If a stranger approached you with questions about your body size, would you answer them? What if the questions were being asked by a radio talk-show host with thousands of people listening?
If you’re not already uncomfortable, consider this:
What if, based on a series of superficial questions about your job, eating habits and sex life, thousands of people guessed whether you were “fat” or “skinny”?
That’s the horrifying premise of the game “Fat Chick/Skinny Chick” on Alt 98.7’s “The Woody Show,” a Los Angeles-based weekday morning show that purports to “talk about the things that are important to all of us.” But since when is judging and publicly degrading a woman based on her size something that’s important to anyone?
The game starts with the DJs asking the participant a series of questions, and then filing the answers under a “fat” or “skinny” column. During one show, for example, they rationalized that if you’re married, you’re more likely to be skinny, while if you feel confident with your oral sex skills, you’re probably fat, since skinny girls “won’t do that stuff.” Listeners then text in their votes (fat or skinny) and the DJs open a picture of the participant and reveal whether they guessed “correctly”.
After hearing this segment for the first time this month (though it has been on the radio since at least 2014), I emailed the producer and strongly suggested the station take it off the air. As a graduate student in the public health field who actively works to reduce stigmas, this show only perpetuates them. What does the impressionable 15-year-old girl, who might not be the skinniest, think after she listens to this? Does she need to start giving oral sex in order to get a boy to like her? Should she stop eating if she ever wants to get married? My email included questions like these, and urged the producers to use their show to encourage healthy lifestyles rather than perpetuate negative stereotypes about women.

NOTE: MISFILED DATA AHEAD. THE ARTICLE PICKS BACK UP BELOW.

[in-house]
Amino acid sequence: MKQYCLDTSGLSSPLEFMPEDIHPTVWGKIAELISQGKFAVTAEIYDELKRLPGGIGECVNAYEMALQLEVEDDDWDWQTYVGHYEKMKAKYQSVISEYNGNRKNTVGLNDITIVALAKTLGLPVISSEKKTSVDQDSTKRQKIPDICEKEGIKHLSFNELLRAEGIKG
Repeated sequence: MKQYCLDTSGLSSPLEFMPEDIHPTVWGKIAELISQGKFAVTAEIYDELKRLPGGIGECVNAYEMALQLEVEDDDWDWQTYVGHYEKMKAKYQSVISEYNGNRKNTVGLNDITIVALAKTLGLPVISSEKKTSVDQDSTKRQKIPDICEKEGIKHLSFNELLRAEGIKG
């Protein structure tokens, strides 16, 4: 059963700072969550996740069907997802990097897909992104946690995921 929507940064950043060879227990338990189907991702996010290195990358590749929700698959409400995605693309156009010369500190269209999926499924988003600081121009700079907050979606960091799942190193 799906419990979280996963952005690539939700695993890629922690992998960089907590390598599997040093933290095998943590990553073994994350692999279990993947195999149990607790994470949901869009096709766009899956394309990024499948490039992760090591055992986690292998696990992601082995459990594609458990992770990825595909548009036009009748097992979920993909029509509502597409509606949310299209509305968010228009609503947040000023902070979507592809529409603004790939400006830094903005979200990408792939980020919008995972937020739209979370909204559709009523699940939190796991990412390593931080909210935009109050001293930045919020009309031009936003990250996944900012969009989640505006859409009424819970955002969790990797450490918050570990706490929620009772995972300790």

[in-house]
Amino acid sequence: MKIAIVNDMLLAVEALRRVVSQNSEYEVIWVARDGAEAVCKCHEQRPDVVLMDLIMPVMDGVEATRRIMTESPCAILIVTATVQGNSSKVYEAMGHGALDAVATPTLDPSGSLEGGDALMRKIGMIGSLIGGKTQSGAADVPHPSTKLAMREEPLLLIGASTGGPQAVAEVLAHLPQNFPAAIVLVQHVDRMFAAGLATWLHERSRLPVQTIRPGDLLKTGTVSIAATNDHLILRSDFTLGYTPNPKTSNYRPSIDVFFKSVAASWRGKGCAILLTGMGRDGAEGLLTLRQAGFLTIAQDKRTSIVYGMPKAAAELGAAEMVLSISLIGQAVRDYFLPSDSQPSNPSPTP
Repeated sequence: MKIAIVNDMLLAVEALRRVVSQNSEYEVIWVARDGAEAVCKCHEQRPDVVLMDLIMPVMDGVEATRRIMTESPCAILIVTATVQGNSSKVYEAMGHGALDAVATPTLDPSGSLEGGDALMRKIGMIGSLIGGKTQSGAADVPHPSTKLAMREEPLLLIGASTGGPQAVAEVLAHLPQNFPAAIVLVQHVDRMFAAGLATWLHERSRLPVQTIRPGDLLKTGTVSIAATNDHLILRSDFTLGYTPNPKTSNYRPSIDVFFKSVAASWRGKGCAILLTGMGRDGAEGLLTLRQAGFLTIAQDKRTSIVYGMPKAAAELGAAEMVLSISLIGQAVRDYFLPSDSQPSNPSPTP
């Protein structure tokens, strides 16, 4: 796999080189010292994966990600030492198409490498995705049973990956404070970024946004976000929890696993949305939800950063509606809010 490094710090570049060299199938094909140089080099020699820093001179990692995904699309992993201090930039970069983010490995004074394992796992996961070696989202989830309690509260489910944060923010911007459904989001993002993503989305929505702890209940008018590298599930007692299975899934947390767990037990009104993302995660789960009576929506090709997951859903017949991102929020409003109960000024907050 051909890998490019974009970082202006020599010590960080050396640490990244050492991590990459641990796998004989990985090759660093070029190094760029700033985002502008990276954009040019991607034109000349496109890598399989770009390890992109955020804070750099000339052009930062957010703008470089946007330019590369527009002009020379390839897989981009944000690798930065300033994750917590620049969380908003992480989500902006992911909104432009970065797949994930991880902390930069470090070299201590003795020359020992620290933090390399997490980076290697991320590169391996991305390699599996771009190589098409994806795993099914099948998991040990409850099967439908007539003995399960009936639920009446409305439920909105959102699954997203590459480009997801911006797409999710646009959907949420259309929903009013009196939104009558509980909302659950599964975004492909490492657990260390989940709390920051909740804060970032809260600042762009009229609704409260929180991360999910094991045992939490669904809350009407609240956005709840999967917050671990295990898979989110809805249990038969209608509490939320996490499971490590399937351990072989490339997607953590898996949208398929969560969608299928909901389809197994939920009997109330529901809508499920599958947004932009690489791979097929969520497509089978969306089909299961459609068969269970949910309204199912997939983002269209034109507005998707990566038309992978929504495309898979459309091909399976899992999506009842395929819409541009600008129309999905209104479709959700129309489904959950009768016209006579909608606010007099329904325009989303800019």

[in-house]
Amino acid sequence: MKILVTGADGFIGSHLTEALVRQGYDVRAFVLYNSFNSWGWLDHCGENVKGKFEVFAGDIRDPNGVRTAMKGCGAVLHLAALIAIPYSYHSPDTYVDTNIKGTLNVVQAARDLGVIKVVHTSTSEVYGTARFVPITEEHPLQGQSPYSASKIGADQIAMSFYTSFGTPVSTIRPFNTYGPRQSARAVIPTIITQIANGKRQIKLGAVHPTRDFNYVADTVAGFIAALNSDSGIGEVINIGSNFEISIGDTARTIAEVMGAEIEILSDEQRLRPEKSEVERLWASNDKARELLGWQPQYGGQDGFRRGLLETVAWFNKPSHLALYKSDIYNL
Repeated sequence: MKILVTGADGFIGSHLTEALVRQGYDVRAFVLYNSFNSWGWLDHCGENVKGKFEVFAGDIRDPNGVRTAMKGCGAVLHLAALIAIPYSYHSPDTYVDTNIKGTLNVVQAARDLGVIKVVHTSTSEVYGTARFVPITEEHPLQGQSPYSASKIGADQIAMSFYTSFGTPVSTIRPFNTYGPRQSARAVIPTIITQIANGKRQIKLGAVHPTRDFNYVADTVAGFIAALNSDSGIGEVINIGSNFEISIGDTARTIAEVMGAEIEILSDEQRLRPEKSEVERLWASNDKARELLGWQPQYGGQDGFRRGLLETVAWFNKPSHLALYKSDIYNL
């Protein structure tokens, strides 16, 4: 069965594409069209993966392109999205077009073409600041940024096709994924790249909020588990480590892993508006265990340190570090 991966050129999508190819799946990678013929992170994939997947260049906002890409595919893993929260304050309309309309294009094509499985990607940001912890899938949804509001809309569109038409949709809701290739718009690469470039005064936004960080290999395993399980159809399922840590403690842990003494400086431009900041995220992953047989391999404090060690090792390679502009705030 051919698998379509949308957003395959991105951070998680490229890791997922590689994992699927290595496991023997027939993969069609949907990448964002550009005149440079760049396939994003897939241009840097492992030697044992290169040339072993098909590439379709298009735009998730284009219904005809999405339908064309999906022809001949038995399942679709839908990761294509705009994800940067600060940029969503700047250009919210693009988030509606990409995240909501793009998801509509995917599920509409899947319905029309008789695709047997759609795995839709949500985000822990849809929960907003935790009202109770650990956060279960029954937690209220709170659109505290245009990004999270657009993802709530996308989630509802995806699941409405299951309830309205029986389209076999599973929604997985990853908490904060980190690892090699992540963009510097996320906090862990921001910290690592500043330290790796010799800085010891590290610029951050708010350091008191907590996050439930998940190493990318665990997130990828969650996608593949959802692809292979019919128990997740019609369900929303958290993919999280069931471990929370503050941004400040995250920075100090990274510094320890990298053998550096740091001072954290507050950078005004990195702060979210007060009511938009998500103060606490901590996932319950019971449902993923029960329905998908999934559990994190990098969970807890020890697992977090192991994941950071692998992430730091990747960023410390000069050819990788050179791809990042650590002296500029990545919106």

At work the next day, I received an onslaught of texts from friends telling me to turn on the radio: The show was responding to my email on-air. The responses included the following: “Go make me some bacon and eggs”; “Get the fuck out”; “You’re either on-board with this kind of humor and take things with a grain of salt … or you’re not allowed to listen anymore”; “I’m not going to apologize for having the lowest common denominator simple kind of fun”; “Get that stick out of there”, and my personal favorite, “How do people like Allison get through life if they can’t understand nuance, subtlety and tone?” “The Woody Show” DJs further responded by posting to their Twitter account a screenshot of a Facebook post—from my private account—in which I express my frustration with the segment. The post exposed my full name and photo, and prompted the show’s followers to berate me for calling out their distorted idea of “fun.”
Here’s the thing: I understand nuance, subtlety and tone, and I think the DJs on “The Woody Show” truly believe that they understand them, too. But what these DJs fail to recognize is the impact their voices have. Many of their listeners don’t take what the DJs say with a grain of salt. Instead, they take what these DJs say as tacit permission to emulate their behavior in words and actions, whether it’s a quick sexist comment or a more serious offense, like sexual assault.
At the end of my initial email, I wrote that my friends and I pledged not to listen to “The Woody Show” anymore, which made the DJs snicker. I only have so many friends to join my boycott, so I’m asking as many allies as possible to boycott the show until Alt 98.7 cancels “Fat Chick/Skinny Chick” permanently. Please help stand up to misogyny and sexism and get that game off the air. Sign my petition today!